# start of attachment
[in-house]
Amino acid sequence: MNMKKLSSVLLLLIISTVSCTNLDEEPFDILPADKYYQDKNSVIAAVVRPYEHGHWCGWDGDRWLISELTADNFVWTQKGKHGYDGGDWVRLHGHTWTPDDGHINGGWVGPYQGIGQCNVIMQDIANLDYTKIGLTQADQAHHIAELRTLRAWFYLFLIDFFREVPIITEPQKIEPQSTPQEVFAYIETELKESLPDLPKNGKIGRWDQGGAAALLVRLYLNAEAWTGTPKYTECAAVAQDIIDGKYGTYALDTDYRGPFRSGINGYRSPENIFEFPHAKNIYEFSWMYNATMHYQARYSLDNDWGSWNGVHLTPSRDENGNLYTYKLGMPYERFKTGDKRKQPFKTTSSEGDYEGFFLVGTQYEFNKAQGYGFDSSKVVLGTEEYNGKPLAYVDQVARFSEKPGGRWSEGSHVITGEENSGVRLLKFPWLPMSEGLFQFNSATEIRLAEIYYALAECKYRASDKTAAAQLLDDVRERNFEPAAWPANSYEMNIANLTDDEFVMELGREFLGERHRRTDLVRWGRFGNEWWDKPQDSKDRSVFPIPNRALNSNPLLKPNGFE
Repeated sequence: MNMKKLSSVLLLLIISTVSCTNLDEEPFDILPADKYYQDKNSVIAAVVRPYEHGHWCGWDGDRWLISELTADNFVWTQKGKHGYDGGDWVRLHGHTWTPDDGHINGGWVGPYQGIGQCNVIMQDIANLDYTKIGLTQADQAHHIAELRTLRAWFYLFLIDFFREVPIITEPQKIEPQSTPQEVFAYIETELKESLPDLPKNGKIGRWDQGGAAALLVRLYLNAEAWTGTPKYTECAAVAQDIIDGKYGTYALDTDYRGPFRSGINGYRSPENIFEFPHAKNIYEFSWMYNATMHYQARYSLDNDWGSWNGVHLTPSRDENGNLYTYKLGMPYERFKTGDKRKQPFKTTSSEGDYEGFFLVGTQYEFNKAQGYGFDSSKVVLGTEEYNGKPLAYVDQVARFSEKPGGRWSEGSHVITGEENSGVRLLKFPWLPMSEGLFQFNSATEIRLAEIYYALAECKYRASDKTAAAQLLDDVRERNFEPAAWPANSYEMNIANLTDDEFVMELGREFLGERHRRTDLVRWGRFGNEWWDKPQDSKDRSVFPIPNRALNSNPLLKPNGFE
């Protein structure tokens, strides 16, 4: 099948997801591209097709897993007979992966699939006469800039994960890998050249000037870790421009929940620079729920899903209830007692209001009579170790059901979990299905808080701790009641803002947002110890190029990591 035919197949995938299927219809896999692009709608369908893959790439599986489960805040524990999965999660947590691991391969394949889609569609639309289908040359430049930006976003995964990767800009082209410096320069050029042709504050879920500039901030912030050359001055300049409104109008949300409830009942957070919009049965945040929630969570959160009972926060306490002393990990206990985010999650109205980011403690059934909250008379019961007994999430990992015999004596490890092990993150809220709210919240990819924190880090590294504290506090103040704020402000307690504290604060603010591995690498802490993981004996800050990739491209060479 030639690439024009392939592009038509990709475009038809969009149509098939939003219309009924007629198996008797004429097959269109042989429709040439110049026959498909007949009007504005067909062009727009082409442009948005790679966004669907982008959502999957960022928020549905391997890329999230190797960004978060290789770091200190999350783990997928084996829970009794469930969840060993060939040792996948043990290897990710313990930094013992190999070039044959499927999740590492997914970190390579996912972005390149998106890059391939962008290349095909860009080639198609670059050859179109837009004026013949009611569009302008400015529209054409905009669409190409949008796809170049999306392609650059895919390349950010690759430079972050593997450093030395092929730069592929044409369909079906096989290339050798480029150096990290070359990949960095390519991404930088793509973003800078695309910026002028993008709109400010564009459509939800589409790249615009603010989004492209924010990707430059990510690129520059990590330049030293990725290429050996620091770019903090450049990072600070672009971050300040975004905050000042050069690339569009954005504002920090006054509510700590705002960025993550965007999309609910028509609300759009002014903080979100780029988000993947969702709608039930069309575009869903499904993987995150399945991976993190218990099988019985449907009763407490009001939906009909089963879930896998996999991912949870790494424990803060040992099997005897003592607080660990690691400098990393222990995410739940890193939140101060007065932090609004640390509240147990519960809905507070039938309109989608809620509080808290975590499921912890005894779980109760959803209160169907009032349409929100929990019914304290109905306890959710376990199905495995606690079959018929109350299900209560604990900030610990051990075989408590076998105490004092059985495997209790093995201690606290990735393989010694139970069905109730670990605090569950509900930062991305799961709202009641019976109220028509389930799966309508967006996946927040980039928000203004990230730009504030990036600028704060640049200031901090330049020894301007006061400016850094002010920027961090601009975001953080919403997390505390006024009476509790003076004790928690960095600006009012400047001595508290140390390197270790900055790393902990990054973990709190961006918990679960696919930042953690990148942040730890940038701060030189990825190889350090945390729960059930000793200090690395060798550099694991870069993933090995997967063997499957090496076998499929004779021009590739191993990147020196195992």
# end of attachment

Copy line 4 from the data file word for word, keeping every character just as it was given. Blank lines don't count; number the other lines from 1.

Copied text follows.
């Protein structure tokens, strides 16, 4: 099948997801591209097709897993007979992966699939006469800039994960890998050249000037870790421009929940620079729920899903209830007692209001009579170790059901979990299905808080701790009641803002947002110890190029990591 035919197949995938299927219809896999692009709608369908893959790439599986489960805040524990999965999660947590691991391969394949889609569609639309289908040359430049930006976003995964990767800009082209410096320069050029042709504050879920500039901030912030050359001055300049409104109008949300409830009942957070919009049965945040929630969570959160009972926060306490002393990990206990985010999650109205980011403690059934909250008379019961007994999430990992015999004596490890092990993150809220709210919240990819924190880090590294504290506090103040704020402000307690504290604060603010591995690498802490993981004996800050990739491209060479 030639690439024009392939592009038509990709475009038809969009149509098939939003219309009924007629198996008797004429097959269109042989429709040439110049026959498909007949009007504005067909062009727009082409442009948005790679966004669907982008959502999957960022928020549905391997890329999230190797960004978060290789770091200190999350783990997928084996829970009794469930969840060993060939040792996948043990290897990710313990930094013992190999070039044959499927999740590492997914970190390579996912972005390149998106890059391939962008290349095909860009080639198609670059050859179109837009004026013949009611569009302008400015529209054409905009669409190409949008796809170049999306392609650059895919390349950010690759430079972050593997450093030395092929730069592929044409369909079906096989290339050798480029150096990290070359990949960095390519991404930088793509973003800078695309910026002028993008709109400010564009459509939800589409790249615009603010989004492209924010990707430059990510690129520059990590330049030293990725290429050996620091770019903090450049990072600070672009971050300040975004905050000042050069690339569009954005504002920090006054509510700590705002960025993550965007999309609910028509609300759009002014903080979100780029988000993947969702709608039930069309575009869903499904993987995150399945991976993190218990099988019985449907009763407490009001939906009909089963879930896998996999991912949870790494424990803060040992099997005897003592607080660990690691400098990393222990995410739940890193939140101060007065932090609004640390509240147990519960809905507070039938309109989608809620509080808290975590499921912890005894779980109760959803209160169907009032349409929100929990019914304290109905306890959710376990199905495995606690079959018929109350299900209560604990900030610990051990075989408590076998105490004092059985495997209790093995201690606290990735393989010694139970069905109730670990605090569950509900930062991305799961709202009641019976109220028509389930799966309508967006996946927040980039928000203004990230730009504030990036600028704060640049200031901090330049020894301007006061400016850094002010920027961090601009975001953080919403997390505390006024009476509790003076004790928690960095600006009012400047001595508290140390390197270790900055790393902990990054973990709190961006918990679960696919930042953690990148942040730890940038701060030189990825190889350090945390729960059930000793200090690395060798550099694991870069993933090995997967063997499957090496076998499929004779021009590739191993990147020196195992």